So, how does this look in real life, you might be wondering? At first it looked and felt a lot different than it does now. This way of being is simple, yet not always easy! In the beginning I had to really stop, become aware (conscious), think what to say or how to handle any given situation. It took a real commitment. When I think back, one of the initial things we had to figure out as a family was about finances. We wanted (well I wanted and my husband came along for the ride at the beginning) to be able to allow the children to feel empowered. To feel they had a say in getting what they wanted––whether it was a new video game, Lego set or guitar. Everything needed to be considered seriously, just as we adults consider what we want to buy seriously. For us the process looked somewhat like this: first, my husband and I had to get clear on our feelings about money and budgeting. There were disagreements between us on this topic, yet my husband and I agreed that if we had the money at the time of the desired purchase we would say yes. If we didn’t we would have an honest discussion about why we can’t buy x,y or z right now and we would start problem solving. We would look for solutions together with the child that wanted the item. Together we would look for a way for them to get what they wanted!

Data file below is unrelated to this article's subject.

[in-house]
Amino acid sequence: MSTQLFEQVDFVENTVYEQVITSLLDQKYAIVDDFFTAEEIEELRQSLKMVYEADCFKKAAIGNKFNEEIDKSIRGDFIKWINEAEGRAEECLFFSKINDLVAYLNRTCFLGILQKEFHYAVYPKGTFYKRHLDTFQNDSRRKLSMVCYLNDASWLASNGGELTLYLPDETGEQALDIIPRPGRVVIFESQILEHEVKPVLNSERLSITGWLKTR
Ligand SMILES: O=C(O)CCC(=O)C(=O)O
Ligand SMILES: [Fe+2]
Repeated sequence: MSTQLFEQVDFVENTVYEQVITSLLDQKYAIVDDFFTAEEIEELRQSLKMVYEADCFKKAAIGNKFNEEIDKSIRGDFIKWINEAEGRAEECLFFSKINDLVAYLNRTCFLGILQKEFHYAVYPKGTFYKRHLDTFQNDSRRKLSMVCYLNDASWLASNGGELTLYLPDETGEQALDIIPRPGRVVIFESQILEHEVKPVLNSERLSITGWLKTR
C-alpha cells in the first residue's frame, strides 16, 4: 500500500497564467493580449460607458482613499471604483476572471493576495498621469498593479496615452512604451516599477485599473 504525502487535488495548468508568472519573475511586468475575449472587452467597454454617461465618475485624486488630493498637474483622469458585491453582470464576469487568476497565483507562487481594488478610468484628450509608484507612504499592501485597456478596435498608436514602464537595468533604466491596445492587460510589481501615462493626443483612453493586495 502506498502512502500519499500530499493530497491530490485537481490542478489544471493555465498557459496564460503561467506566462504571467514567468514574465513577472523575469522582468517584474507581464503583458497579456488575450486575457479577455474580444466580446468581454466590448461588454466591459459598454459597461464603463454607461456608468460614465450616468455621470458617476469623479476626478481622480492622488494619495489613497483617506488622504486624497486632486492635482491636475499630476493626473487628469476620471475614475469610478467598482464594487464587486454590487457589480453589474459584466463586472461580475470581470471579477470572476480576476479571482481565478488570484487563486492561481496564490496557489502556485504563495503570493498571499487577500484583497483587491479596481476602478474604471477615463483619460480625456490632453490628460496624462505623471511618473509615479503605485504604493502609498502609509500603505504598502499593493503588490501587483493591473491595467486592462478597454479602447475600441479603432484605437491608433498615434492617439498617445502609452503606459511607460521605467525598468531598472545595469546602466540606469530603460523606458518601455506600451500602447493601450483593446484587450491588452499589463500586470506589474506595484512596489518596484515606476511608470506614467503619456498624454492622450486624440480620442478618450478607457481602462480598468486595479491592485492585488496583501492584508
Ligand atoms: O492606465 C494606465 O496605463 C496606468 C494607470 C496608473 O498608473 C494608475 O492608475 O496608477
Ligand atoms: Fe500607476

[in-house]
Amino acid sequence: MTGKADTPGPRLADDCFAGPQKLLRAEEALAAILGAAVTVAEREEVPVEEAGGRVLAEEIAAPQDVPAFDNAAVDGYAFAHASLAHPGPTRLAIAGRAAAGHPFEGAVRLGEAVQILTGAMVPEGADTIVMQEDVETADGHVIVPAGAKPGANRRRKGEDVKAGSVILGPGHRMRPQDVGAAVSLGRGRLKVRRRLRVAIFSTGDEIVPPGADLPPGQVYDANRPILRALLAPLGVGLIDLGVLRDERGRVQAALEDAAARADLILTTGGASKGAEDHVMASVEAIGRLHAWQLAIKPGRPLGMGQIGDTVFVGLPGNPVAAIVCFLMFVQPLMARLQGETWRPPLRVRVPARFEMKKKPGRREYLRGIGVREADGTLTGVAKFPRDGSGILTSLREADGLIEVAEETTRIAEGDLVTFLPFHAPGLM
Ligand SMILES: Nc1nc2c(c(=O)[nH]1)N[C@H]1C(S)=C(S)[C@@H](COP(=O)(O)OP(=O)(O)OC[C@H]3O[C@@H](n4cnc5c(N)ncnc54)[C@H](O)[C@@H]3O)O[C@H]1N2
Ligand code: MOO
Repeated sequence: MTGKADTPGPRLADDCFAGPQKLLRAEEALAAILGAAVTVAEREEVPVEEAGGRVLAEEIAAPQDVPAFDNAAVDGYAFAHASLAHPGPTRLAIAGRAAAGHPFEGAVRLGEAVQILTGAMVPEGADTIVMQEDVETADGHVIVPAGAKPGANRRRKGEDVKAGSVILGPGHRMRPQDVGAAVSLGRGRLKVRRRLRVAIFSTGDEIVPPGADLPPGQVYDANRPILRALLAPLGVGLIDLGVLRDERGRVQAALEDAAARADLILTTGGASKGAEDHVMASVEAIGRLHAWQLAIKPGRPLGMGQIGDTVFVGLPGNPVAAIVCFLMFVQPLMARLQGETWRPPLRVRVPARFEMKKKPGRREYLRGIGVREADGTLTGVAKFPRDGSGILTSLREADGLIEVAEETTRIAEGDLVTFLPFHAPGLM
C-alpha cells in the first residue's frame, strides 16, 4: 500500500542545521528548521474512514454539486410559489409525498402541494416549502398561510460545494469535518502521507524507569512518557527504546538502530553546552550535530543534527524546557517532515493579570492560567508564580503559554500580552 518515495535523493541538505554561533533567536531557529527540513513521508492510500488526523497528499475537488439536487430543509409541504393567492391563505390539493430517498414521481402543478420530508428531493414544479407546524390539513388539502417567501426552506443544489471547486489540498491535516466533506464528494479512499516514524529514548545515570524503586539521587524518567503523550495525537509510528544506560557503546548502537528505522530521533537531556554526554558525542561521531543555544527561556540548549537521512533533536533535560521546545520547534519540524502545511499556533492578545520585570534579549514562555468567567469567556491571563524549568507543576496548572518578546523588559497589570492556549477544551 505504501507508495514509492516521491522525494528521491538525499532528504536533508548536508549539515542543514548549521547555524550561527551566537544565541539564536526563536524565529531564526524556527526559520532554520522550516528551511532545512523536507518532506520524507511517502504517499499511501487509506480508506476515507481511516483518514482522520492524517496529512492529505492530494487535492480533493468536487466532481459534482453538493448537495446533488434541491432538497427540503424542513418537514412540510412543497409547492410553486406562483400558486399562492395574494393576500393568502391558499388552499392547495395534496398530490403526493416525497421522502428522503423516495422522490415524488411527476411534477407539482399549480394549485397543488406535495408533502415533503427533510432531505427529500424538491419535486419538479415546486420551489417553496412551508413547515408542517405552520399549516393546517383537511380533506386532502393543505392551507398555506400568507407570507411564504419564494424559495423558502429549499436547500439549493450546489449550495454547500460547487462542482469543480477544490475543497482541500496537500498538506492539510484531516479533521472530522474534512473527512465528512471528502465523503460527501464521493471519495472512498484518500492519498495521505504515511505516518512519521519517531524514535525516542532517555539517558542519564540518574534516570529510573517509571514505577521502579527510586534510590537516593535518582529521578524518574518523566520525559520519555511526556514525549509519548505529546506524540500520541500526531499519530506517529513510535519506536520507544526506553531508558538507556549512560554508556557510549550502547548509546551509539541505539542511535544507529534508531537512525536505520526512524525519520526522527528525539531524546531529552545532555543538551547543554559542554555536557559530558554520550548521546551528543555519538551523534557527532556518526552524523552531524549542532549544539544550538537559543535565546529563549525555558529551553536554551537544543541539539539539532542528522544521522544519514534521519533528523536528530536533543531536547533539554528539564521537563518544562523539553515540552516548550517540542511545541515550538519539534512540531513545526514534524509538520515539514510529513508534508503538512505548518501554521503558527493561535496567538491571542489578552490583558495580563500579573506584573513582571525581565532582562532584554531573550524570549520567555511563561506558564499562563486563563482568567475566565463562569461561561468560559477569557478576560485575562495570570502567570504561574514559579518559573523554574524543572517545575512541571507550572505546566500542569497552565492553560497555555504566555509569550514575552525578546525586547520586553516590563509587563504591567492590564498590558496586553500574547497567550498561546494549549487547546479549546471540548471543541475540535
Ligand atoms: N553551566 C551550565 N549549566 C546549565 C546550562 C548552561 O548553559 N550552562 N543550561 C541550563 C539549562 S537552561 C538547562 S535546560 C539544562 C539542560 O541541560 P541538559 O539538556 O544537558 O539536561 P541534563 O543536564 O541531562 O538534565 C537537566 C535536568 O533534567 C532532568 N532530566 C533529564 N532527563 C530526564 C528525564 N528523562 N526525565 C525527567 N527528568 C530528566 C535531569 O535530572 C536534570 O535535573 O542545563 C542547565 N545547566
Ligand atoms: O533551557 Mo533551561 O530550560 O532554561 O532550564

We were careful (which wasn’t always easy) to not deem that item not worthy of our purchasing power. Remember, all needs, desires, requests are valid! We would talk about ways to save or make money, we would talk about when we (Mom and Dad) would have the money and would happily buy the item, etc. Of course when the kids were much younger this could be challenging because they would sometimes have an issue with the idea of not getting what they want, when they wanted it. When that happened I would remember to breathe, stay grounded in my principles of consensual living, tap into my heart space and the love I have for my family and keep looking for solutions that would help everyone feel safe, heard and loved. We are very fortunate in usually having enough money in the budget for what they desired, so we did say YES a lot. My husband had the occasional concern (or conditioning) that they would grow up feeling entitled and not understanding the value of a dollar. Guess what! The exact opposite happened! My teenagers are very responsible, considerate and giving when it comes to money. My daughter bought her first laptop with her babysitting money when she was 13 years old. Not because we “made her” but because she wanted to. She still surprises me with what she offers to pay for when we have no requirements for her to pay for anything.